Tuesday, February 19, 2008


Recently, I've been rewriting books I wrote before and a few things occurred to me. "Sunfire" is heavily rewritten, for example, but that was for a new publisher (Ellora's Cave) who had different requirements to the book's first publisher. I really thought the book was improved by the rewrite. But there wasn't much time before the original and the rewrite.
I'm currently going through edits for "Devonshire," the second book I had published and I'm finding myself less inclined to make any big changes.
Why? Because I wrote it long enough ago for me to have been a different writer then. I did things in that book I wouldn't do today, but that doesn't necessarily mean I'm better now - just different. I know what I was trying for when I wrote it, and it isn't always what I go for today. My concerns have changed, my writing style has changed.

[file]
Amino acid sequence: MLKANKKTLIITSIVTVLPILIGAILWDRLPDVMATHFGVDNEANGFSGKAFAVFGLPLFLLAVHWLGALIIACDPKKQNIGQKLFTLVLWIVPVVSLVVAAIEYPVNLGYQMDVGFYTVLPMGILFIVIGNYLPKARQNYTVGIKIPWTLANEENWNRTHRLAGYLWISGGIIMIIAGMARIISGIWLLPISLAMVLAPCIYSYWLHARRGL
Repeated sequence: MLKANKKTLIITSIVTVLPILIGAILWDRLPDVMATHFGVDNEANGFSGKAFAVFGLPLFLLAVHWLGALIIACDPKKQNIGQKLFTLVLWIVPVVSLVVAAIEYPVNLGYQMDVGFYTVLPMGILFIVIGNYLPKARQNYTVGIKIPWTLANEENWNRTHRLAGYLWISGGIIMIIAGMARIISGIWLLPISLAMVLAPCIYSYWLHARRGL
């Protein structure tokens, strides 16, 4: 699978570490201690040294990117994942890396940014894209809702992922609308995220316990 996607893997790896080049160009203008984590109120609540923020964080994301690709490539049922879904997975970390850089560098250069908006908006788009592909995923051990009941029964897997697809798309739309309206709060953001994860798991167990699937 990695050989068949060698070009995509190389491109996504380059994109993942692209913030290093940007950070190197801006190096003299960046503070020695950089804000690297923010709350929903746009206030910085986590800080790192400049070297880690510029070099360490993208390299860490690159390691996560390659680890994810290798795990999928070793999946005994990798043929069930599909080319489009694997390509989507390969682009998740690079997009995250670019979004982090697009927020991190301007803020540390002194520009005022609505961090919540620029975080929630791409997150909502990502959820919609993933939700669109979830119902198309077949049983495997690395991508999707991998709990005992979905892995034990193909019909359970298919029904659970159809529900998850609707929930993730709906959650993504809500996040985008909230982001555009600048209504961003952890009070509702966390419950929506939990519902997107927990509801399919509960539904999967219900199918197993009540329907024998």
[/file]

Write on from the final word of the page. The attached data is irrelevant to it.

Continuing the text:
And I revised "The Chemistry of Evil" ready to present it to publishers. I was happy to revise that because it is part of a series (Dept 57) that I'm still writing today. It gives me a chance to check the continuity. But I deliberately held back on heavy rewriting. I added a scene that I thought improved the story, but it's only a little one, and kept other things I wasn't entirely sure about, but I was then.
So where does revisionism stop and improving start?